Part 2 Chronobiology: The Clocks That Make Us Run
The assigned reading for this chapter had a lot of intricate twists and turns; I wanted to continue to talk about the circadian rhythms. As we stated in the last weekly post According to Dictionary.com, the Circadian rhythm is “A daily cycle of biological activity based on a 24-hour period and influenced by natural variations in the environment, such as the alternation of night and day. Circadian rhythms include sleeping and waking in animals, flower closing, and opening in angiosperms, and tissue growth and differentiation in fungi.” Now there are a few animals that do not abide by the cycle of awakening by the natural rising of the sun.
According to Bartford (2017) “Two marine animals have tidal and monthly timekeepers that work independently of the daily cycle. The Bristol Worm being the first, and it actually runs of the lunar phase, and the Sea Louse Eurydice actually has two independent biological clocks. The Sea Louse the day and night cycle and is also in tune with the tides.
I believe that having very few animals that do not conform to the circadian rhythm is truly an interesting factor in that the majority of creatures and the human species operates around the rising of the sun. The species that does not operate by the rising of the sun gives us a better look at the innovate way time is being used. As I reviewed Rifkin (1987), I found that there are also circannual rhythms. The circannual rhythm is based on the seasons’ change in relation to animals hibernating. The rhythms are very unique and certainly innovative.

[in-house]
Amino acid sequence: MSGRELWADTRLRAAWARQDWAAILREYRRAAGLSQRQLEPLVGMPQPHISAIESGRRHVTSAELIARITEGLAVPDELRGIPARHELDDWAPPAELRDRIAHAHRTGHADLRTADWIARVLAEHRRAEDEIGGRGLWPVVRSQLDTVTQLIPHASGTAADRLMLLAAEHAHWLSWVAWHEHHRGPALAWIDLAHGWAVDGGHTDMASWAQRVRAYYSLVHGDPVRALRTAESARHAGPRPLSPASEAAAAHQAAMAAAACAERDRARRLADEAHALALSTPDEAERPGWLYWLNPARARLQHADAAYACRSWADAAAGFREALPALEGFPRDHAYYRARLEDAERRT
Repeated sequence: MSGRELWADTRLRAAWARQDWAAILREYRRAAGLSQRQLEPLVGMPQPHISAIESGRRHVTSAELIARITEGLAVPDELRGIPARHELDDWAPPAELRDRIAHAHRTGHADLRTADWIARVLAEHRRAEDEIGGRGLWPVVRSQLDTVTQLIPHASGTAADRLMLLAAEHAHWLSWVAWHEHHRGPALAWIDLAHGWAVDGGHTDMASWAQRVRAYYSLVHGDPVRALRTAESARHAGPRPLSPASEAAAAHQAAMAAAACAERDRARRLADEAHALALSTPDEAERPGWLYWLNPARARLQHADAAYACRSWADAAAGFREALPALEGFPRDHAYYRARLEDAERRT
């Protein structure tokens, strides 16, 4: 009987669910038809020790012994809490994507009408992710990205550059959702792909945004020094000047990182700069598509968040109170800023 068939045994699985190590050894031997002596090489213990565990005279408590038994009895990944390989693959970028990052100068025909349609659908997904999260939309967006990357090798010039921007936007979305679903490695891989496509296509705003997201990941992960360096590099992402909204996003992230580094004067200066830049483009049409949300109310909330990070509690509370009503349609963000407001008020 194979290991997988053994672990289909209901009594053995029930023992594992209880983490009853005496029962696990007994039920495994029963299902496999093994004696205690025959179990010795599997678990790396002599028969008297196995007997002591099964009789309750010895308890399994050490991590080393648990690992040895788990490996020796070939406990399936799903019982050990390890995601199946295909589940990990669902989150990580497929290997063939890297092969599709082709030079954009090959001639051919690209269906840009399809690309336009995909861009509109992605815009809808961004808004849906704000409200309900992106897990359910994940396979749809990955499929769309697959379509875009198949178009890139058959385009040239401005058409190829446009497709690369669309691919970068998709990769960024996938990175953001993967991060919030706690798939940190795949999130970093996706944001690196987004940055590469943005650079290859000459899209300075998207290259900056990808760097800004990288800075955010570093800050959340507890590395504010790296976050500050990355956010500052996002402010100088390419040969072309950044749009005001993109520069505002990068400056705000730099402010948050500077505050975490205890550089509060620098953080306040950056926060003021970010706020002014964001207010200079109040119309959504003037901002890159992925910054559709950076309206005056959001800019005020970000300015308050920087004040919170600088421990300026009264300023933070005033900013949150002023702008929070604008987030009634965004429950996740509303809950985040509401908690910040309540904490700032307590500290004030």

In conclusion, I would have to say that time yet again as proven to be one of the most innovative pieces of the world. We as a society may have ideas of what life holds, but there are still quite a few mysterious that we don’t know or understand about life.
Rifkin, Jeremy (1987) Time Wars the Primary Conflict in Human History: Henry Holt and Company, Inc., New York, New York
Retrieved from http://www.dictionary.com/browse/circadian-rhythm
Bartford Eliot (2017, February) Retrieved from http://www.nature.com/news/biological-clocks-defy-circadian-rhythms-1.13833